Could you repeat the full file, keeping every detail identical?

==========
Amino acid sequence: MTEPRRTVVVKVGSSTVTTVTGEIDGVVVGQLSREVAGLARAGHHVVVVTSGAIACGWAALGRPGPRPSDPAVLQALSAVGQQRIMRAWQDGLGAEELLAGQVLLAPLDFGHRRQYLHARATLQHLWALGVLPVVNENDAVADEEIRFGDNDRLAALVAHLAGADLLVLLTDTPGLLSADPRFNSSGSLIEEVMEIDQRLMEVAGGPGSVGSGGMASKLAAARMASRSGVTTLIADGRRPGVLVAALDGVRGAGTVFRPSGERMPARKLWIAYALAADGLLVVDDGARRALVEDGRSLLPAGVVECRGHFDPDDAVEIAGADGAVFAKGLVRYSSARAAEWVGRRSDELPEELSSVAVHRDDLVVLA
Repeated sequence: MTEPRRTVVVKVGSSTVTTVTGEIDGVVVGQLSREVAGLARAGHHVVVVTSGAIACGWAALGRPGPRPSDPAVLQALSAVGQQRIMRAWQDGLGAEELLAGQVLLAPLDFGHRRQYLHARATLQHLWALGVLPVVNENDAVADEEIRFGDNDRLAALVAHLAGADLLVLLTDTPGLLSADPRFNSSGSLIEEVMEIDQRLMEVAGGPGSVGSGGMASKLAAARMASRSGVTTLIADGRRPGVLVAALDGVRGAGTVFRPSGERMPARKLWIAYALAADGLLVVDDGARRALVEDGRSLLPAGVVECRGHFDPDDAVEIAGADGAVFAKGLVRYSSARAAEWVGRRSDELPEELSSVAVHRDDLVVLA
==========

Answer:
Amino acid sequence: MTEPRRTVVVKVGSSTVTTVTGEIDGVVVGQLSREVAGLARAGHHVVVVTSGAIACGWAALGRPGPRPSDPAVLQALSAVGQQRIMRAWQDGLGAEELLAGQVLLAPLDFGHRRQYLHARATLQHLWALGVLPVVNENDAVADEEIRFGDNDRLAALVAHLAGADLLVLLTDTPGLLSADPRFNSSGSLIEEVMEIDQRLMEVAGGPGSVGSGGMASKLAAARMASRSGVTTLIADGRRPGVLVAALDGVRGAGTVFRPSGERMPARKLWIAYALAADGLLVVDDGARRALVEDGRSLLPAGVVECRGHFDPDDAVEIAGADGAVFAKGLVRYSSARAAEWVGRRSDELPEELSSVAVHRDDLVVLA
Repeated sequence: MTEPRRTVVVKVGSSTVTTVTGEIDGVVVGQLSREVAGLARAGHHVVVVTSGAIACGWAALGRPGPRPSDPAVLQALSAVGQQRIMRAWQDGLGAEELLAGQVLLAPLDFGHRRQYLHARATLQHLWALGVLPVVNENDAVADEEIRFGDNDRLAALVAHLAGADLLVLLTDTPGLLSADPRFNSSGSLIEEVMEIDQRLMEVAGGPGSVGSGGMASKLAAARMASRSGVTTLIADGRRPGVLVAALDGVRGAGTVFRPSGERMPARKLWIAYALAADGLLVVDDGARRALVEDGRSLLPAGVVECRGHFDPDDAVEIAGADGAVFAKGLVRYSSARAAEWVGRRSDELPEELSSVAVHRDDLVVLA